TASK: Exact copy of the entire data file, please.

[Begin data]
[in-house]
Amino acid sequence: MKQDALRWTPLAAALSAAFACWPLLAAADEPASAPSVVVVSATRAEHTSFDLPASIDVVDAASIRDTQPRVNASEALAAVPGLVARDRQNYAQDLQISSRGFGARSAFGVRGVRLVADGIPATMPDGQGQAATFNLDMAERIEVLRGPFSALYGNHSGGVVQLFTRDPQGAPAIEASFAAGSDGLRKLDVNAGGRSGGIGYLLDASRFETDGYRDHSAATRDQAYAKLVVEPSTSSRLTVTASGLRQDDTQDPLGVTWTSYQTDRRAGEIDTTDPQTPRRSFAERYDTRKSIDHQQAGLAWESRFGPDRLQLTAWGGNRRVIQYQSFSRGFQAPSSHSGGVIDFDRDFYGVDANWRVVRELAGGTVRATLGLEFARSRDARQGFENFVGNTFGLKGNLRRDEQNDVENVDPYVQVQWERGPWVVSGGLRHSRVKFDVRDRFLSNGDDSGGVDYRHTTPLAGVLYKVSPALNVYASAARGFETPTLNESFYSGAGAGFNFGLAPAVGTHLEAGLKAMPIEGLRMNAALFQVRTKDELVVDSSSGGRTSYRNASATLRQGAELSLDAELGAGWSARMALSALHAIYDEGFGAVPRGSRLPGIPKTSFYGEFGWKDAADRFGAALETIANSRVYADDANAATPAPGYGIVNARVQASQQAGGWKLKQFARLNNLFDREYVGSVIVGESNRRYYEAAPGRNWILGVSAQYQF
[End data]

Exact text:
[in-house]
Amino acid sequence: MKQDALRWTPLAAALSAAFACWPLLAAADEPASAPSVVVVSATRAEHTSFDLPASIDVVDAASIRDTQPRVNASEALAAVPGLVARDRQNYAQDLQISSRGFGARSAFGVRGVRLVADGIPATMPDGQGQAATFNLDMAERIEVLRGPFSALYGNHSGGVVQLFTRDPQGAPAIEASFAAGSDGLRKLDVNAGGRSGGIGYLLDASRFETDGYRDHSAATRDQAYAKLVVEPSTSSRLTVTASGLRQDDTQDPLGVTWTSYQTDRRAGEIDTTDPQTPRRSFAERYDTRKSIDHQQAGLAWESRFGPDRLQLTAWGGNRRVIQYQSFSRGFQAPSSHSGGVIDFDRDFYGVDANWRVVRELAGGTVRATLGLEFARSRDARQGFENFVGNTFGLKGNLRRDEQNDVENVDPYVQVQWERGPWVVSGGLRHSRVKFDVRDRFLSNGDDSGGVDYRHTTPLAGVLYKVSPALNVYASAARGFETPTLNESFYSGAGAGFNFGLAPAVGTHLEAGLKAMPIEGLRMNAALFQVRTKDELVVDSSSGGRTSYRNASATLRQGAELSLDAELGAGWSARMALSALHAIYDEGFGAVPRGSRLPGIPKTSFYGEFGWKDAADRFGAALETIANSRVYADDANAATPAPGYGIVNARVQASQQAGGWKLKQFARLNNLFDREYVGSVIVGESNRRYYEAAPGRNWILGVSAQYQF